John Robbins: It takes a courage in this cultural situation to penetrate this kind of thing, lift the veil and see what's really going on. And it can be painful to see the way animals are treated like this. But that pain can be the breaking of the shell that encloses our understanding so that once that shell is broken open we then have the commitment and ability to act differently. While we stay inside the shell it may not hurt but we're numb. And the breaking of that psychic numbing, to recognize our responsibility as people on this planet that we're having an impact on each other, on the world, on the other species, on our own future every minute with how we eat, with how we act. You see the trance tells you it doesn't really matter what you do. The problems are so big, they're so immense, the momentum behind them is so great, you're so puny, you're so disconnected, you may as well just have another burger.
The truth is very different. The truth is revolutionary. The truth is very powerful and sometimes facing the truth can be painful. And that's why we need each other. That's why we have a taste of health. And this is the underlying truth of it. So we can feel that we're not alone in this - in this endeavour to become conscious, to become responsible, to become alive with who we really are, creating a world we really want and doing it together. Then we see that we're not alone and there are many of us who are sick of being sick, who are tired of feeling powerless, who don't buy into the trance that we're alienated, disconnected and really don't have much chance to change anything because we'll always change things. It always matter whether you lash out in anger or reach out in friendship. It always matters how you act with the people that you're close to. We're always having an affect and to take responsibility for that effect. So we choose it so it's what we want it to be. So we are present in what we're doing. It's such a wonderful thing.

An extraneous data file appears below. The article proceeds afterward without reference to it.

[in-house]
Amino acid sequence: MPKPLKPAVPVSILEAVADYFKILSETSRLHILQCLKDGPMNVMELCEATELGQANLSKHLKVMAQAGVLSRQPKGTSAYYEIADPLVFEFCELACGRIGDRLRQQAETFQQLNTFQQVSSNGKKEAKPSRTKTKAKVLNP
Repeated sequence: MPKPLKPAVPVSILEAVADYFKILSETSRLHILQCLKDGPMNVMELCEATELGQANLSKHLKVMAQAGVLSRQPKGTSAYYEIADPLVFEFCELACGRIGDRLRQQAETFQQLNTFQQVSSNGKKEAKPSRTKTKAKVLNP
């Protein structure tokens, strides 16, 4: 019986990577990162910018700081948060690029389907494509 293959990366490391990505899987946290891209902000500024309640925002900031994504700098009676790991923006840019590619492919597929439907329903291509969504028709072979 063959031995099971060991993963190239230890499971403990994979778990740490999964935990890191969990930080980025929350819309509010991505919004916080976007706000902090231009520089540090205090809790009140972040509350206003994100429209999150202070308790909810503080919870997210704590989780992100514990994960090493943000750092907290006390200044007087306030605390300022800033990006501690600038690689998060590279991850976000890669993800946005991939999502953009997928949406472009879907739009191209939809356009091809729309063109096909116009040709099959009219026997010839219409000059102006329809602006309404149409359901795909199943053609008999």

That's what we're here to do today. Help each other do it. Help ourselves do it. Every time we eat it's an opportunity to take a stand. It's take a stand along with, in solidarity with all the people who aren't eating. It's easy in North America to sometimes forget about this although if you travel much, you're reminded. If you're not too numb you're reminded. There're an awful lot of people in this world who don't - whose basic needs aren't being met. They are a billion people on the planet today who are suffering seriously from diseases caused by not having enough food to eat. There are also a billion people on this planet - a different day, suffering from diseases caused by eating too much. Most of them are in North America and in western Europe. We have developed a way of feeding ourselves that must rank as one of the most insane things in human history because what we're doing is we're using vast fields to grow grain and soybeans which we then feed to animals while there are people who are going hungry.